Moisture/Protein Balance: the Key to Optimum Hair Health

Hair needs two things to thrive: protein and water. Depending on your hair type — especially its porosity and density — it may have too much or too little protein or moisture.

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The key is striking the healthy balance of protein and moisture for your hair.

What your hair’s elasticity tells you

Your hair’s elasticity is its ability to stretch and snap back. In theory, healthy hair should stretch roughly 30% to 50% while wet without breaking. That’s because of the disulphide and hydrogen bonds.

Disulphide bonds  hold in place the keratin structure and amino acids inside the cortex.  They maintain the shape of your hair as it grows out of the follicle. According to Curly Nikki, hydrogen bonds bind water molecules and Keratin strands within the cortex.

Why is that important?

The strength of these bonds depend on moisture to maintain hair’s suppleness and protein to maintain its strength. Ideally, you should be able to brush or comb your hair and the strands will give and bounce back into shape without breakage, according to world-renown London-based stylist Philip Kingsley.  But, for people with thin hair strands or hair that’s naturally more porous, having hair that elastic is a fairytale.

Fact is, some of us are born with hair that’s more fragile than others. I’m one of them!

The hair strand elasticity test

One great way to discover your hair’s protein/moisture balance is by testing its elasticity. The test is simple:

1. Separate a single strand from four regions of your head: nape, crown, sides and front. It’s easier if you snip the strand or use shed hair but the sample can also be taken from hair on the head. You can test both wet and dry strands.

2. With both hands, pinch about an inch of the hair strand. If its curly, coily or kinky make sure you hold it gently with give. Don’t stretch out the curl pattern.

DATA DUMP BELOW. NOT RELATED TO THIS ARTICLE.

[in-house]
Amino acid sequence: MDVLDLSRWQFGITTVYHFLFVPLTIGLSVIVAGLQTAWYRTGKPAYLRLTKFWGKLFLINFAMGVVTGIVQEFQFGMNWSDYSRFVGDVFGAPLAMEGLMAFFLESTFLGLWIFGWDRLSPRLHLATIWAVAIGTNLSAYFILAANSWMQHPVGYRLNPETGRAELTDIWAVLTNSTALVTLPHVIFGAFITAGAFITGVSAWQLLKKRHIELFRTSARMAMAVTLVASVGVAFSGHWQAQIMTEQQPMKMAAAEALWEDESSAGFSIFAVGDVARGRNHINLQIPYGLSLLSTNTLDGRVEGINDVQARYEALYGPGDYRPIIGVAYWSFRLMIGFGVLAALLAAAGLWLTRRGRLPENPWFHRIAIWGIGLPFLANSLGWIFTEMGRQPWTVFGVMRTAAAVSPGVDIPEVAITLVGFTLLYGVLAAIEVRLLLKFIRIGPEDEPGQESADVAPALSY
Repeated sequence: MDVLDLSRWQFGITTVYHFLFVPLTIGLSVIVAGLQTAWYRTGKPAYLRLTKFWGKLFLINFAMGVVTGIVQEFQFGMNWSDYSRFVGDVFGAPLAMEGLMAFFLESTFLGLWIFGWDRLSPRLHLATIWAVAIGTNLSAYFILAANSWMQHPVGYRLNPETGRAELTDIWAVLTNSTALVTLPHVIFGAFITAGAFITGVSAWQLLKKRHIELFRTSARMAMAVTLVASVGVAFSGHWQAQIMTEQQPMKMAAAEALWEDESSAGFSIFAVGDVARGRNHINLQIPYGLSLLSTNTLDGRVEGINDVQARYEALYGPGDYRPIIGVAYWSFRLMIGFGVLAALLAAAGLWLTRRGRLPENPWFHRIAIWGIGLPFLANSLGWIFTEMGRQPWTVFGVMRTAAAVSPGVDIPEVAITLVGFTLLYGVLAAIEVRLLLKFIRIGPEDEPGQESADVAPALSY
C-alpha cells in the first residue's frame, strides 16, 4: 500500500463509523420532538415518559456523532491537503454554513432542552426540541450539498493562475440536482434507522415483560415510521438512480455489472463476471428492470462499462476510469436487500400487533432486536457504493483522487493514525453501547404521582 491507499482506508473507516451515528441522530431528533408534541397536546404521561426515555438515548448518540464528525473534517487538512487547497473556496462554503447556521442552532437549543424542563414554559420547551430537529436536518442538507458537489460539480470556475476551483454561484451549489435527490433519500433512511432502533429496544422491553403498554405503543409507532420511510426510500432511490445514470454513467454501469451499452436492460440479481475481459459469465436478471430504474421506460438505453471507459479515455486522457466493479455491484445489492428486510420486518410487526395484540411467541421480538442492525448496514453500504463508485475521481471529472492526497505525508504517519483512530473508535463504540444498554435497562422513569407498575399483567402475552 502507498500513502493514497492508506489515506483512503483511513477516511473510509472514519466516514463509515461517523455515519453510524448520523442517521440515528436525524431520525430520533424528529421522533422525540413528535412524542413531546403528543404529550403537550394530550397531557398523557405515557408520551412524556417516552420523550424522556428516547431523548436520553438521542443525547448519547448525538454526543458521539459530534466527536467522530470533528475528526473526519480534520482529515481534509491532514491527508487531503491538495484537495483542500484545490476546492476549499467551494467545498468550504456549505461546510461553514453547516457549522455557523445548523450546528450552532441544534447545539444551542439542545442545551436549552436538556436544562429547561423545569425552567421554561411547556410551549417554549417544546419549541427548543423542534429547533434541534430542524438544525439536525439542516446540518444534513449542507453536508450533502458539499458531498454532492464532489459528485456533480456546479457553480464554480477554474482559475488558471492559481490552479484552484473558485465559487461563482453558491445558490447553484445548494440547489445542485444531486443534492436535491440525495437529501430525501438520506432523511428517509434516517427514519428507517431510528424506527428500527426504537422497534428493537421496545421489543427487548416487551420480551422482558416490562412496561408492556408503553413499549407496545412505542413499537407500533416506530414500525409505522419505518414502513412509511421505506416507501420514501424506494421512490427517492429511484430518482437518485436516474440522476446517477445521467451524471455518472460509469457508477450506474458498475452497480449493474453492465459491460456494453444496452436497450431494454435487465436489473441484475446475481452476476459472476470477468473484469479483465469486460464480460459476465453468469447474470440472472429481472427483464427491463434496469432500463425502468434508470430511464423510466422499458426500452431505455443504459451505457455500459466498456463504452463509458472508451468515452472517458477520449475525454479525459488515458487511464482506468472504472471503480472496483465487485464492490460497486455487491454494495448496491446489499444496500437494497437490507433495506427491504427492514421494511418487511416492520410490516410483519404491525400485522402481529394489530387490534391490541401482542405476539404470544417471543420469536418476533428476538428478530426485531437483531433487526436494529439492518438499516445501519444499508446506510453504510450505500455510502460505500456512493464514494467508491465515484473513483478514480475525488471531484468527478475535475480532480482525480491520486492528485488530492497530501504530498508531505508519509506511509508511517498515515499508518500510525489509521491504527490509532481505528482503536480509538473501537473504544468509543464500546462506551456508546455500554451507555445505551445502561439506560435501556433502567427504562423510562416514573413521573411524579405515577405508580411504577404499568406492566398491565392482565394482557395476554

3. Slowly stretch, taking note of how far the hair stretches.

4. If the hair doesn’t break but continues to stretch, release it with one hand to see if it snaps back into shape.

What did your hair do?

Here are some possible scenarios:

Your hair is healthy if it:

  • Stretched a little and snapped back into shape

Your hair needs protein if it:

  • Stretches about 15% to 20% than breaks
  • Stretches more than 20% without breaking but doesn’t snap back into shape
  • When it breaks “silently” without a “snap” — almost as if it fell apart

It’s also:

  • Limp and lifeless
  • Mushy, sticky or gummy
  • Loses its curl definition

It’s possible to over-hydrate and stress your hair. In fact, women with textured or chemically processed hair can misjudge the amount of moisture they need and go overboard to combat dryness. So, before you condition or moisturize, take a quick elasticity test. If you’ve over-moisturized, better pull out the protein!

Your hair needs moisture if it:

  • Hardly stretches at all before it breaks
  • Breaks with a definite “snap”

It also:

  • Tends to be frizzy
  • Feels dry, rough, straw-like, brittle, crunchy and is prone to tangling

If your individual hair strands are thick and your hair has low porosity, chances are your not lacking protein. If your hair is fine, textured or low in porosity, you are susceptible to dry ends that tend to snap and fall in the sink when you brush, comb or otherwise touch your hair.

You can over-use protein as much as you can over-use moisturizers. So be careful. It’s best to give yourself a protein treatment no more than once or twice a month if you tend to be protein deficient.

Armed and ready!

Knowing your hair’s porosity and moisture/protein ratio is absolutely essential to feeding your hair. Now, your armed and ready to learn about the best organic ingredients for your hair.

 

Sources:

“Hair Breakage 101: Protein and Moisture,”  http://www.blackhairscience.com/hair-breakage-101-protein-and-moisture/

“Moisture and Protein: Maintaining the Balance,” Black Hair 101, http://blackhair101.com/hair-care/moisture-and-protein-maintaining-the-balance

“Hair Breakage,” Philip Kingsley,  http://www.philipkingsley.com/hair-guide/hair-concerns/hair-breakage/

“Frizzy Hair,”  Philip Kingsley,  http://www.philipkingsley.com/hair-guide/hair-concerns/frizzy-hair

Elasticity and Healthy Natural Hair, Curly Nikki, http://www.curlynikki.com/2011/06/elasticity-and-healthy-natural-hair.html

 

 

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